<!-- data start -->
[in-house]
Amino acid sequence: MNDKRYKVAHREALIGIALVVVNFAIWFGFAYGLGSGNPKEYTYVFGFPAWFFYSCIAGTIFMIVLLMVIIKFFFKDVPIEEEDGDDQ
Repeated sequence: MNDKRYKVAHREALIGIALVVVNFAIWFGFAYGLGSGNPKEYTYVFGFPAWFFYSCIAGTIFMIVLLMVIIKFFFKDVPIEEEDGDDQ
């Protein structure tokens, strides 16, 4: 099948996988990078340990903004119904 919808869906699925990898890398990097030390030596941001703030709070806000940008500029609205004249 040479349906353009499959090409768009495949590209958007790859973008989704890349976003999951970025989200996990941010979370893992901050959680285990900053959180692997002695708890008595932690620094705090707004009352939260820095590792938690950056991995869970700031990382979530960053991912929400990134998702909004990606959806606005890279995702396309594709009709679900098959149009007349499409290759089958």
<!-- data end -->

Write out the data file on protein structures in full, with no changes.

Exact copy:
[in-house]
Amino acid sequence: MNDKRYKVAHREALIGIALVVVNFAIWFGFAYGLGSGNPKEYTYVFGFPAWFFYSCIAGTIFMIVLLMVIIKFFFKDVPIEEEDGDDQ
Repeated sequence: MNDKRYKVAHREALIGIALVVVNFAIWFGFAYGLGSGNPKEYTYVFGFPAWFFYSCIAGTIFMIVLLMVIIKFFFKDVPIEEEDGDDQ
């Protein structure tokens, strides 16, 4: 099948996988990078340990903004119904 919808869906699925990898890398990097030390030596941001703030709070806000940008500029609205004249 040479349906353009499959090409768009495949590209958007790859973008989704890349976003999951970025989200996990941010979370893992901050959680285990900053959180692997002695708890008595932690620094705090707004009352939260820095590792938690950056991995869970700031990382979530960053991912929400990134998702909004990606959806606005890279995702396309594709009709679900098959149009007349499409290759089958």